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Sciatica Guide

Maryann Gromisch RN Guide

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Sciatica and Your Immune System

By Marina Hanes
 
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News on Sciatica
Bioengineers and surgeons at Duke University recently developed a new animal model to better understand sciatica and how to treat it.

It involved surgical simulation of nerve compression in rats, and as a result, the rats’ experienced an increase in a protein called interleukin-17 (IL-17). This particular protein is linked to the body’s inflammatory response, so the increased levels of IL-17 suggest that the immune system may affect sciatica.

Current Treatment Options
Although more research is warranted, the study at Duke University may provide more treatments for sciatica. For example, if a drug can block the immune response, the symptoms of sciatica may be eliminated. It will be interesting to see how this animal model will improve the treatment of sciatica.

Current treatment options for sciatica include physical therapy (especially for herniated disks), prescriptions drugs (e.g. muscle relaxers and pain relievers), epidural steroid injections and surgery. Depending on what caused your sciatica pain, it may disappear within four to eight weeks. However, sometimes aggressive treatments and drugs like the ones mentioned above are necessary.

Keeping updated on your treatment choices is important, but it’s imperative to seek a doctor’s advice. If not treated, sciatica can cause bladder and bowel incontinence, loss of physical strength and numbness in your legs or feet. Since many things can attribute to sciatica pain (e.g. trauma, herniated disc, spinal tumors, etc.), it’s best to have a thorough checkup.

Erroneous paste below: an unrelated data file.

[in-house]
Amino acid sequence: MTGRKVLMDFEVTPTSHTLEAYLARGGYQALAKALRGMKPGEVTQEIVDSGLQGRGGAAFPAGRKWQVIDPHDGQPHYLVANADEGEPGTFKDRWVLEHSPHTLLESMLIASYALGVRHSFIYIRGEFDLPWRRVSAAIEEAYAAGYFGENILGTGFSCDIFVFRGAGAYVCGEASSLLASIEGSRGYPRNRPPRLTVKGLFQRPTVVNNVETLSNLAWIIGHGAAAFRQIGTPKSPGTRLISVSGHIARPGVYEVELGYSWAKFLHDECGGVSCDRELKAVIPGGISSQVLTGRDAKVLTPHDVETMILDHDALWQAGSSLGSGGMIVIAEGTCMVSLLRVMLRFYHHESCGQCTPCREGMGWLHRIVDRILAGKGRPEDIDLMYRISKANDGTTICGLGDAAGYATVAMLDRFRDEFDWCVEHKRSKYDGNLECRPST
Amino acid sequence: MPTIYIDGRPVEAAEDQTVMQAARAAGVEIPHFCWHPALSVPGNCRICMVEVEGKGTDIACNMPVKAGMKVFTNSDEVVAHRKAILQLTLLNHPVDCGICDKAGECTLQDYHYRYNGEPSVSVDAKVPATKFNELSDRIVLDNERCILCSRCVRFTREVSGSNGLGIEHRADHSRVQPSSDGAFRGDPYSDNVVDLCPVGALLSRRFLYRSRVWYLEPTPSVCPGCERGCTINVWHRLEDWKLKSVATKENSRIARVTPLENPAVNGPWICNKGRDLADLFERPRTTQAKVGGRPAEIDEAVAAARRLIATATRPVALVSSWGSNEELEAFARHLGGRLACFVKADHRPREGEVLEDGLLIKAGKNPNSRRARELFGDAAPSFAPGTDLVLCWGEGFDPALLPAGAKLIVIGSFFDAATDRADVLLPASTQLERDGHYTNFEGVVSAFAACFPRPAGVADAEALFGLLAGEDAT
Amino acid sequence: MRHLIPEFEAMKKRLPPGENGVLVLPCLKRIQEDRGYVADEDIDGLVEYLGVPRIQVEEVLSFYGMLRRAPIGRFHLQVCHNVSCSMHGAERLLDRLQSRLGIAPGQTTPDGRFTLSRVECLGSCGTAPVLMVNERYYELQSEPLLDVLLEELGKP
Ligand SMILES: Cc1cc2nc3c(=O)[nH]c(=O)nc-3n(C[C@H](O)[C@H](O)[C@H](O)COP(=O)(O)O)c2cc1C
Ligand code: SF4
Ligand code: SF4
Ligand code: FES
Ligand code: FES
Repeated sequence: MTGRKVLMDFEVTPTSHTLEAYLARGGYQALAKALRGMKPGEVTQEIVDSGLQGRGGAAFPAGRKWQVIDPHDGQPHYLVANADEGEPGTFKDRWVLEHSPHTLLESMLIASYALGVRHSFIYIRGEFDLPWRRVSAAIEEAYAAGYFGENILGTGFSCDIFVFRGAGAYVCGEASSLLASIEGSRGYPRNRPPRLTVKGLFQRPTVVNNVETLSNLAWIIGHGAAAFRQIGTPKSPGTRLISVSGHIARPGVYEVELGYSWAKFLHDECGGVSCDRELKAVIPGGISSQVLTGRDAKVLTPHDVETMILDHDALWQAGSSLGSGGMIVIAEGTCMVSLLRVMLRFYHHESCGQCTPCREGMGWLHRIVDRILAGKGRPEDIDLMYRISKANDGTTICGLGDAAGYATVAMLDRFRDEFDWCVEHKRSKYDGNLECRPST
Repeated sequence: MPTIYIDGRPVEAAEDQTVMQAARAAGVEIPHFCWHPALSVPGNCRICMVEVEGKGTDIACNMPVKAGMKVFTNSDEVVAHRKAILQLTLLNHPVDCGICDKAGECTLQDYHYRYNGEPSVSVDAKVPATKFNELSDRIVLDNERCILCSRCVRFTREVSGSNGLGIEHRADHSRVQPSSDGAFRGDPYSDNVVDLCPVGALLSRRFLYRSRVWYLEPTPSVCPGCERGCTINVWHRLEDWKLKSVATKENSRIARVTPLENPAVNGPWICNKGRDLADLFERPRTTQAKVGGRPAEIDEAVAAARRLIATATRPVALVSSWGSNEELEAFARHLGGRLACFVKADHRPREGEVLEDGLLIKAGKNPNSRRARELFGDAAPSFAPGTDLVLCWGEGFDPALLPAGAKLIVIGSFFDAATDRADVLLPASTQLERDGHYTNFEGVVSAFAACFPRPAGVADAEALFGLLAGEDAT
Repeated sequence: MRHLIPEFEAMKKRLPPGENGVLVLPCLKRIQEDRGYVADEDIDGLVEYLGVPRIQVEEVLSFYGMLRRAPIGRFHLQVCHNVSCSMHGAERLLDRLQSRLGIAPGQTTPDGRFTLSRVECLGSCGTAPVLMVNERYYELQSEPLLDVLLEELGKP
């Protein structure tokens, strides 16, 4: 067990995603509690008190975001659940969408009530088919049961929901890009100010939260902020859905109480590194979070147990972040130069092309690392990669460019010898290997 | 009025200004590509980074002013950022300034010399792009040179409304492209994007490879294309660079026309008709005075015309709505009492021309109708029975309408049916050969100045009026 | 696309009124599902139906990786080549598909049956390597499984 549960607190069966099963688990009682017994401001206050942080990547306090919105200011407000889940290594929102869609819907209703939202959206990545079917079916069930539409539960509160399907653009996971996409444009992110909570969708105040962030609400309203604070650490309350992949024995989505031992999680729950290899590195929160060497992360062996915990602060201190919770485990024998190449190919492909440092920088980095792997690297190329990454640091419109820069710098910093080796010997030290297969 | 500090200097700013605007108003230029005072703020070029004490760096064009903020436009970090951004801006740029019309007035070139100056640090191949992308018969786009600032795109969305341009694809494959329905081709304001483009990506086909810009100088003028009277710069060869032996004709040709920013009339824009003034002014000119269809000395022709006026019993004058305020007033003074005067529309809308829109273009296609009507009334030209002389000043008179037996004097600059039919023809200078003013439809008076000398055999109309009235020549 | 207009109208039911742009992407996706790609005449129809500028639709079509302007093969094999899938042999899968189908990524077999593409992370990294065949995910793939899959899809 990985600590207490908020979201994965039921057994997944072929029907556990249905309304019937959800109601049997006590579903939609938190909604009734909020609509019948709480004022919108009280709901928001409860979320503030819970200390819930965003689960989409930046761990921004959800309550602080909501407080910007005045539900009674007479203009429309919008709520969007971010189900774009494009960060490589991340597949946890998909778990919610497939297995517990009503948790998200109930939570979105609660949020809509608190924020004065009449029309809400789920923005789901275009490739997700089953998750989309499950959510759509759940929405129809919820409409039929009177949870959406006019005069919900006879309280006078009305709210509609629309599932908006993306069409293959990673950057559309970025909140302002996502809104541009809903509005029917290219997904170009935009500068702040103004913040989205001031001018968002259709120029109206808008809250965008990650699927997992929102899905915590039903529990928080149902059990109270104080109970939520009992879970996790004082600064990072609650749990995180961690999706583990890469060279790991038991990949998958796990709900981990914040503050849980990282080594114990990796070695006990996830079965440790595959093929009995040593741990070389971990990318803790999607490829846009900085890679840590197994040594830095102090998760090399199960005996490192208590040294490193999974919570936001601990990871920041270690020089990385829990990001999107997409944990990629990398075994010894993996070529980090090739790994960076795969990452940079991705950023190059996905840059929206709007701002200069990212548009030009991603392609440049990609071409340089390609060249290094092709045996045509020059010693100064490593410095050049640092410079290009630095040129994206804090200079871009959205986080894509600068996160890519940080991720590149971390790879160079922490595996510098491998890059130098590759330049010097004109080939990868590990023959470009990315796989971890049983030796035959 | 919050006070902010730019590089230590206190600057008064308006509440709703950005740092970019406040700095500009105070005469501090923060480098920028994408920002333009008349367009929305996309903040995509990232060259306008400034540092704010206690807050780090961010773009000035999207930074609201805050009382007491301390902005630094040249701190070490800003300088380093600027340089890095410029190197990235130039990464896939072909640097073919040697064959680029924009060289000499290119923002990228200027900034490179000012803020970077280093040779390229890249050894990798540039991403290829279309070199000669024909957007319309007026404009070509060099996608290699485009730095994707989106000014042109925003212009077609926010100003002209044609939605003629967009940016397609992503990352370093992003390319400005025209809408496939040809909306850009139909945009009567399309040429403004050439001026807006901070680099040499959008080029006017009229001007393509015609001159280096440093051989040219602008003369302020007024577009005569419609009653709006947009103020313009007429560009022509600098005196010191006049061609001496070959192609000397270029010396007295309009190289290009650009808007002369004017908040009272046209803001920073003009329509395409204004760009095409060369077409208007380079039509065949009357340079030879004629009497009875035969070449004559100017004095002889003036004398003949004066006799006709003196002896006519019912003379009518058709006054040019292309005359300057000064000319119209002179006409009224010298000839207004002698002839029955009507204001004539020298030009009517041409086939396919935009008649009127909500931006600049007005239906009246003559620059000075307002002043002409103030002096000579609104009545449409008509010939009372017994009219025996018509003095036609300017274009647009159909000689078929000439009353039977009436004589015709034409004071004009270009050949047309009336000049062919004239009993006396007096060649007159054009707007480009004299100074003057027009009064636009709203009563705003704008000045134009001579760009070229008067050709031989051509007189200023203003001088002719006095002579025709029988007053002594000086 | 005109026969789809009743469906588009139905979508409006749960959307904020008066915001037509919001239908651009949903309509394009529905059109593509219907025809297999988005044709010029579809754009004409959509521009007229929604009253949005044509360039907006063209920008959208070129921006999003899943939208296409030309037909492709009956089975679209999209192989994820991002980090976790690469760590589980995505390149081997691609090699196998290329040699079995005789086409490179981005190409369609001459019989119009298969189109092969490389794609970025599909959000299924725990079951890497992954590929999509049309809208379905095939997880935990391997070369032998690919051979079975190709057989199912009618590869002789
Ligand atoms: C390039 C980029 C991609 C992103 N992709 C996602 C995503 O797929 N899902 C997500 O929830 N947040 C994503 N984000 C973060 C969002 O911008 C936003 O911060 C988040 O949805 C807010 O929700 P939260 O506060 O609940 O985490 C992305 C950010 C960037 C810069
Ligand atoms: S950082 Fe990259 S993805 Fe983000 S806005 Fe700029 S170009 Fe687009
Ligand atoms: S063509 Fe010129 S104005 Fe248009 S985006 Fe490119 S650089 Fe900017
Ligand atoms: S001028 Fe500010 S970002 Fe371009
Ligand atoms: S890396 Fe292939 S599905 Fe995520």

Add a Comment4 Comments

EmpowHER Guest
Anonymous

I went through a long period of back pain and sciatica pain and tried everything like chiropractors, orthopedics, pain killers, muscle relaxants and many traditional therapies. But only some stretching exercises cured me from this killing pain which chiropractors never told me.
These exercises can help you as well.

http://www.backpainpanacea.com

May 2, 2010 - 8:33am
EmpowHER Guest
Anonymous (reply to Anonymous)

I have had shingles many times and think that sciatica and shingles are related to my immune system. When I stop taking my tablets Acyclovir for shingles I get sciatica. Taking a low dose of Acyclovir stops my shingles and sciatica.

December 4, 2010 - 4:41pm
EmpowHER Guest
Anonymous

Studies have shown that spinal decompression is only a temporary solution for sciatica (and an expensive one at that). That's why we've created a physical therapy program for active adults that suffer from piriformis syndrome and sciatica pain that lasts long term. Check out our site Pain in the Sciatica.

If you write frequent articles on back pain, you should also think about becoming an affiliate for our 10-Minute Sciatica Relief Program. We have an affiliate program through ClickBank with payouts at $48 per sale!

- Bryan Daigle
Founder of the 10-Minute Sciatica Relief Program

June 12, 2009 - 7:07am
EmpowHER Guest
Anonymous

It's amazing how much inter-related the human body is, especially how much spine health affects other systems. Thanks for the interesting article.

May 22, 2009 - 5:26pm
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We value and respect our HERWriters' experiences, but everyone is different. Many of our writers are speaking from personal experience, and what's worked for them may not work for you. Their articles are not a substitute for medical advice, although we hope you can gain knowledge from their insight.

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